According to a civil forfeiture complaint filed by the U.S. Department of Justice (DoJ), North Korean hackers allegedly stole around $28.7 million worth of cryptocurrencies in two separate hacking attacks, first on July 1st of 2019, and second on September 25th of 2019.
The DoJ was able to trace the hacked funds back to the Lazarus Group, a notorious cybercrime group linked to North Korea, through various blockchain investigation tools, and in response filed its civil forfeiture complaint against 280 cryptocurrency addresses linked to both attacks.
According to researchers at Chainalysis, the Lazarus Group hackers employed several new money laundering techniques, which both Chainalysis and the DoJ have not disclosed in-depth. However, the hackers primarily relied on two known methods: chain-hopping and over-the-counter (OTC) trading.
The term chain-hopping refers to the technique of moving funds across various blockchains in an attempt to blur the traces of transactions. As the Chainalysis Reactor graph shows, chain-hopping makes it significantly harder for the authorities to track down a hacker’s funds.
Referring to the Reactor graph, Chainalysis explained that the liquidation through OTC brokers allowed the hackers to cash out their funds. Unlike exchanges, which operate as centralized platforms that facilitate trades, OTC brokers arrange trades off-exchange, directly between two parties.
Chainalysis explained the hackers’ utilization of the two obfuscation methods as follows:
“However, while the Lazarus Group hackers did employ some new money laundering methods, they also relied on a key old one: Liquidating funds with OTC brokers. […] [H]ackers moved substantial portions of the stolen funds to OTC brokers nested at an exchange — labeled ‘Exchange 6’ — to be converted into cash.”
Despite the hackers’ attempts to move across multiple blockchains and use OTC brokers, the authorities successfully traced the transactions.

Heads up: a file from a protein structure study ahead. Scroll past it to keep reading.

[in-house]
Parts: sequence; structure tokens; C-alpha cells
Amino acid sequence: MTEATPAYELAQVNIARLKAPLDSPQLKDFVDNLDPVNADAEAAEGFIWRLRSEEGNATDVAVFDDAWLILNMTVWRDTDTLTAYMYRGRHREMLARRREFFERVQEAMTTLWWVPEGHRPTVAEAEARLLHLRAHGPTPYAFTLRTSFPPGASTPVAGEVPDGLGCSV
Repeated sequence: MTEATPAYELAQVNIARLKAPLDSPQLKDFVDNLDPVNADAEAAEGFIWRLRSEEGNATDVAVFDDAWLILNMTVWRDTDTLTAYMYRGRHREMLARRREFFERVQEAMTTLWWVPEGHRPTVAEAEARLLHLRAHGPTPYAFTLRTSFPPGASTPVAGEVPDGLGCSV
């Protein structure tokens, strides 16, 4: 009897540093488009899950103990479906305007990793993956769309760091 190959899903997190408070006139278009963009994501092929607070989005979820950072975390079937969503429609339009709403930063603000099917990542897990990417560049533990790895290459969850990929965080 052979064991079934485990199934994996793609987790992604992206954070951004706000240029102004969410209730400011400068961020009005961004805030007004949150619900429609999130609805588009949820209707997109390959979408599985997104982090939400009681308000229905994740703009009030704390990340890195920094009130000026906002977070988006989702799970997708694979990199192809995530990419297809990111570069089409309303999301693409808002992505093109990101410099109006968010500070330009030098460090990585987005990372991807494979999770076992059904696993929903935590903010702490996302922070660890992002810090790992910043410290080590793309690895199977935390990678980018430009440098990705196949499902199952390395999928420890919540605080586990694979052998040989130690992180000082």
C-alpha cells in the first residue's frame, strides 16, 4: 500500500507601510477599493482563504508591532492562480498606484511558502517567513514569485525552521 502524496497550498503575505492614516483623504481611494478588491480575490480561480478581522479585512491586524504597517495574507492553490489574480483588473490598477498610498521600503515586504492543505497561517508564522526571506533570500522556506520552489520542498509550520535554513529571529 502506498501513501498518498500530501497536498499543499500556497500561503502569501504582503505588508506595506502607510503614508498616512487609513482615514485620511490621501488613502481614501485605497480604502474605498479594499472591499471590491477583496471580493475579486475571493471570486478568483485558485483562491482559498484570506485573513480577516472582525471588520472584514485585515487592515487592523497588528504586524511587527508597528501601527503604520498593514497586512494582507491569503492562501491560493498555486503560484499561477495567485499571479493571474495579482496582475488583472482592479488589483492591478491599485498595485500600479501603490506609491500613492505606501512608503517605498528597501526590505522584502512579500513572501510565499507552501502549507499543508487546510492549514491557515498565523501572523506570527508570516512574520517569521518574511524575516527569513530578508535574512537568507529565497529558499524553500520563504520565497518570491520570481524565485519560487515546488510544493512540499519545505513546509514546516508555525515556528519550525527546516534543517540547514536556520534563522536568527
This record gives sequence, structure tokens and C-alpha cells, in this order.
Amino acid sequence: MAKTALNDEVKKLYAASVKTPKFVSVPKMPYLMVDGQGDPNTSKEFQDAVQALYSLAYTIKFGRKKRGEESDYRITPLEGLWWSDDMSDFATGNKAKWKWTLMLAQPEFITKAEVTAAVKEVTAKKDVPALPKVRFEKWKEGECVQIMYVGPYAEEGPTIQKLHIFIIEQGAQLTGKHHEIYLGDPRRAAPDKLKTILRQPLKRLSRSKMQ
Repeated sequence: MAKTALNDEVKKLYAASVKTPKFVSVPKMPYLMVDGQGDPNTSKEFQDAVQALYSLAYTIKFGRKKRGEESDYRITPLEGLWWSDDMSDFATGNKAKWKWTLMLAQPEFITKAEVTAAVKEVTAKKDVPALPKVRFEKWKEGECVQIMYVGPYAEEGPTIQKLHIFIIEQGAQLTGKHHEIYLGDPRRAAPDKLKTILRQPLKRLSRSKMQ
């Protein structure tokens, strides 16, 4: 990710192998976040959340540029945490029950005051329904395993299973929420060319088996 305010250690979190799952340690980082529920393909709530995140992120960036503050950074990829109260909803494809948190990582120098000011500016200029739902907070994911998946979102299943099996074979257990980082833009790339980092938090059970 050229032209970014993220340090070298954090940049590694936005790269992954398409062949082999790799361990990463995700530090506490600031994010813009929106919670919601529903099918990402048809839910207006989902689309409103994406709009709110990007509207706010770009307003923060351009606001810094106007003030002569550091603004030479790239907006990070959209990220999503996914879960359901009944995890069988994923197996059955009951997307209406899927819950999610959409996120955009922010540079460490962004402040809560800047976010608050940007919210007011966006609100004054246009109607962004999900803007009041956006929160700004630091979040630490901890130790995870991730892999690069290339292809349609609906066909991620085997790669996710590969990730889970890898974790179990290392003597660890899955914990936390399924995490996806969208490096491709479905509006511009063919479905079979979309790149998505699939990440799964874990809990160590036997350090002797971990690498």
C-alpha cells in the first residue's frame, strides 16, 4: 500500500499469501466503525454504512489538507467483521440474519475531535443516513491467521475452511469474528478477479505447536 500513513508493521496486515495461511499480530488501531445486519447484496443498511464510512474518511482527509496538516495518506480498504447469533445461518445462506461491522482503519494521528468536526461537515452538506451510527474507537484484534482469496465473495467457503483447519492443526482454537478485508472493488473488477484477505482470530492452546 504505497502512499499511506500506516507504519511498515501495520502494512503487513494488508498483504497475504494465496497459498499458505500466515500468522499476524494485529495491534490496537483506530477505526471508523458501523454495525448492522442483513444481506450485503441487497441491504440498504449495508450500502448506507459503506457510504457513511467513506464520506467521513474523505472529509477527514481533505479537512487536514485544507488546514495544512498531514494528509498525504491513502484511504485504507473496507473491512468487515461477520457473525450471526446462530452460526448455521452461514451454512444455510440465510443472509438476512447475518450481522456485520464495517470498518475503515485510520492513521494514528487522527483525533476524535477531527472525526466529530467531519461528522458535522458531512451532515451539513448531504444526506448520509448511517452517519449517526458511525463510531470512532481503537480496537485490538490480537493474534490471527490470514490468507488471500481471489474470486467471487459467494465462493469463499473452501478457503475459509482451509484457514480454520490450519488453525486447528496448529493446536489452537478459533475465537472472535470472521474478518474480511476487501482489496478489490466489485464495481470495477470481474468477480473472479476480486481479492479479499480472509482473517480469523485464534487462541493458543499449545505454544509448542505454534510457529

Chainalysis develops tools that leverage the Bitcoin blockchain’s transparent nature to trace transactions - solutions that, according to the firm, may prove useful for law enforcement in their quest to track down hackers.
“This case shows yet again that the cryptocurrency industry and government can work together to prevent bad actors from exploiting cryptocurrencies for their own gain, despite their constantly advancing techniques.”
Among Bitcoin users, however, the ability to trace Bitcoin transactions is widely considered a bug rather than a feature. At the Bitcoin 2019 conference in San Francisco, cybersecurity expert Edward Snowden called its lack of privacy an “existential threat to bitcoin.” Similarly, developer Matt Odell stated on his Twitter account:
“I think Bitcoin becomes more valuable, becomes more resilient and robust long term if individual users practice financial privacy because that is the single biggest vulnerability that Bitcoin has today.”
Nonetheless, the U.S. government’s success in tracing the hackers’ funds does not yet guarantee their recovery: the civil forfeiture complaint the DOJ filed addresses 280 cryptocurrency addresses rather than specific individuals or organizations. The DOJ last announced the successful seizure of 300 cryptocurrency accounts allegedly linked to terrorist organizations on August 13th.